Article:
Remember the business side of music — As an artist, I was oblivious to the business aspect of music and how competitive it is as an industry. I was sure all I had to do was sing and money hits the bank. Not so. It is an intricate deliberate, strategic effort, like any business venture. To be successful, it takes planned execution to work.
As a part of our series about rising music stars, I had the distinct pleasure of interviewing Taurie.
Taurie is a multi-faceted, multi-talented star in the making. She embodies the diverse beauty and traditions of her Nigerian Native American heritage which also enrich and influence her music which encompasses many genres including pop, R&B, Hip-Hop and more. Add to that her musical versatility, playing no less than five musical instruments — piano, keyboard, acoustic guitar, electric bass and ukulele, as well as being a consummate singer, song writer, producer, choreographer and dancer. Still only 23, Taurie displays the personal wisdom and artistic maturity of someone much older and is fondly referred to as an ‘old soul in a young body’ by her peers and friends alike. Now this ‘old soul’ releases her new single ‘Aesthetics’ — out now and available across all streaming platforms.
Born in Staten Island, New York, Taurie embraced her artistic talent in school shows, singing, dancing and performing on stage. She grew up with her mother with whom she has an inseparable bond. Her mother is her greatest fan and a fierce supporter of her artistic journey and musical expression and inspires her to become a striking voice of freedom and unapologetic self-love of her generation. At age 11, Taurie wrote her first song which she performed in the family living room and never looked back. At 19, she found herself in an actual music studio for the first time, helping a friend mix a playlist for a party. Armed with song writing skills on the fly, Taurie was also able to teach herself how to use music studio engineering equipment to easily create beats and produce multiple songs in hours of a day, making her a natural producer as well as a songwriter and performer .https://content.thriveglobal.com/media/ea804c388d8d3f41b7fe44f487fdb6ac
Thank you so much for doing this with us! Can you tell us the story of how you grew up?
I grew up in a very close-knit family with strong values and passion to succeed in whatever we set our minds to. I was born in Staten Island New York, raised in both New York, New Jersey and London. Myself, my mom, and siblings did a lot together. We even built one of our houses together. You can imagine the bonding that comes with that.
Cooking, watching movies, playing video games, and traveling. And of course, music! I have fond memories of listening to my mother singing and harmonizing to songs on our rides home from school. From then on, I discovered my interests, passions and ultimately life’s choices that brought me to music.
Can you share a story with us about what brought you to this specific career path?
This is actually a funny story.
Growing up, I wanted to be a doctor. I went from an aspiring pediatrician to an aspiring cardiovascular surgeon between the ages of 8–16 years of age. During this time, I have always had a love for music. I was singing and writing my own songs, but too shy to really show anyone. At the age of 18, I decided I wanted to be a neurosurgeon, but also growing in my music world. My ‘big break-out’ came when I went with a friend to a studio to put a playlist together for a party. I got lost in the moment and fascination of ‘creating’ music and that was it. I was hooked! From then on, going to class slowly became a conflict since I was always humming or thinking about when next I would be at the studio. I eventually wrote my first studio-produced song ‘Alignment’ and never looked back.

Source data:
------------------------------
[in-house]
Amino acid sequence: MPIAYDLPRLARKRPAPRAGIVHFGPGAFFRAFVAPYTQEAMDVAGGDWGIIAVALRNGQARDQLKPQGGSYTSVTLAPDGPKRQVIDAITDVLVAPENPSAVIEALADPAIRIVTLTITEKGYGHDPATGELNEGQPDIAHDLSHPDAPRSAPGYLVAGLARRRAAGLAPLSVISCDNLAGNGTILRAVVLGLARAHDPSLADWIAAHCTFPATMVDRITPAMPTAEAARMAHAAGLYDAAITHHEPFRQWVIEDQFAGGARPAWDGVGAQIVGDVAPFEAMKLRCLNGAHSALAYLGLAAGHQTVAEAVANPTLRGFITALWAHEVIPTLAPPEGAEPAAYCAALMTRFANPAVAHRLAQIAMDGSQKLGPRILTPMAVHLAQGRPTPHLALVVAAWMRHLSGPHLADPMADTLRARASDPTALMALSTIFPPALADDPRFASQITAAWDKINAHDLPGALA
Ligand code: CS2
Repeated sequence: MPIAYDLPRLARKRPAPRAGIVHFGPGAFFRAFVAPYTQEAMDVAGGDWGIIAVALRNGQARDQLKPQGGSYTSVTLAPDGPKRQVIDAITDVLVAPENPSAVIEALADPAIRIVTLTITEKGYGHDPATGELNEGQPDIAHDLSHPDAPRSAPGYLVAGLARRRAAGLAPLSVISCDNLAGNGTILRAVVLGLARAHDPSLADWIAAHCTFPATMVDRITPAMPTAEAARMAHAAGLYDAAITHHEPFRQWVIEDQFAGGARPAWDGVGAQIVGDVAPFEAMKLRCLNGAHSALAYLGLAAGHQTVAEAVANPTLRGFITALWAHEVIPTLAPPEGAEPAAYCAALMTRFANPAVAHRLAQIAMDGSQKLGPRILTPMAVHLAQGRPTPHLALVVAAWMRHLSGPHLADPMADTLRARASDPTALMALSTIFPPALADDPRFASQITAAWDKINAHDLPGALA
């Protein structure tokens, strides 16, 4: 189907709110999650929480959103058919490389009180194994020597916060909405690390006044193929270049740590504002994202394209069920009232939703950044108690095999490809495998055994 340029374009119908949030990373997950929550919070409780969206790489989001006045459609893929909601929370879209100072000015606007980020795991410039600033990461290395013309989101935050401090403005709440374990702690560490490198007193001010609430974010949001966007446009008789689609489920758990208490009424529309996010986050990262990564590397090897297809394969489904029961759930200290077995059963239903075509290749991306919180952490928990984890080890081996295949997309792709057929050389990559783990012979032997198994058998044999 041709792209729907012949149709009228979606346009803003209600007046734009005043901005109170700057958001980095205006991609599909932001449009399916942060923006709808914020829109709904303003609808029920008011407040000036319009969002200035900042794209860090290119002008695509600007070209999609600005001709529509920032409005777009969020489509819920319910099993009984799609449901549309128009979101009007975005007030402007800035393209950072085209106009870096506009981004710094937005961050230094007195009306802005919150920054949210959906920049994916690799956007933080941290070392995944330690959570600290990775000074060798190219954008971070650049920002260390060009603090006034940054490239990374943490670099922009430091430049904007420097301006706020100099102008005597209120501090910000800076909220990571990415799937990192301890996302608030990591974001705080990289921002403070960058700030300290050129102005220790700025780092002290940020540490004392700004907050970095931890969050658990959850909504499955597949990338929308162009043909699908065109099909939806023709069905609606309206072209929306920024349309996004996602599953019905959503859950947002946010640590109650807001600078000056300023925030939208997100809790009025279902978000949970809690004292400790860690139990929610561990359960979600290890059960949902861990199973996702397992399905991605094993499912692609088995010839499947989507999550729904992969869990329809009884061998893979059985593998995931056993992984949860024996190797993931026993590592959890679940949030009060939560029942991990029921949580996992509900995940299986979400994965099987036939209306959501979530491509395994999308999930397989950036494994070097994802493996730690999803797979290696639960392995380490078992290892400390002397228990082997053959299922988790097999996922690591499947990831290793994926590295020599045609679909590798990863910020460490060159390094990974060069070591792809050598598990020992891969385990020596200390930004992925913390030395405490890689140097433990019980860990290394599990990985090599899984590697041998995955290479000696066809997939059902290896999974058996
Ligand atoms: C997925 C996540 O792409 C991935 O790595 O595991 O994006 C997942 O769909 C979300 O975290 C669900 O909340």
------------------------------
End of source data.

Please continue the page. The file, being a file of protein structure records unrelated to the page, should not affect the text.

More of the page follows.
Can you tell us the most interesting story that happened to you since you began your career?
My biggest moment was when I had to tell my family that I was no longer pursuing a career in Neurosurgery, but instead going for a career in music. I was petrified because I come from a family of professionals and high achievers. I first asked a friend to send ‘Alignment’ to my mom to listen to, without letting her know who sang it. My mom loved the song and I heard she played it a lot. That was encouraging. I then asked my siblings to tell her before I did. That worked out too I think, because my mom called and simply said “I loved your song and if this is what you want to do, make sure you’re the best at it”. That was the best phone call I ever had and when I finally flew home from school, it was the best memory — watching my mom listen and genuinely enjoying a song created my me. It was humbling, and then on top of it, even my baby brother began memorizing my songs and singing them around the house. Everyone in my family supports my music and play my songs often!
Can you share a story about the funniest mistake you made when you were first starting? Can you tell us what lesson you learned from that?
I worked hard to produce and complete my first EP. It was beautiful and I loved it. I then uploaded it on YouTube and told myself…’this is it. The world will hear it and make me a star’. Nope. Does not work that way. I had no idea I had to promote it, create a video for it, find places to perform it, etc. The business aspect of music eluded me in my naivete. I am a true artist and had no idea the work it entails to create a business plan and execute it with the same precision required for any product that is ready for consumption. It has been a learning curve for me, and I have grown and learned so much in a noticeably short period of time.
What are some of the most interesting or exciting projects you are working on now?
Wow — Apart from the two EPs I already released this past spring and summer, I have two upcoming albums I am working on simultaneously, set for spring and summer releases. I am also working on a Christmas single that should be ready for distribution by late November. There is a show my management team is putting together for February 13th which I am looking forward to performing. 2021 will be a fun year despite all the stress and anxiety the world is going through. I intend to be that de-stressor through my music, and I am confident it will be a success.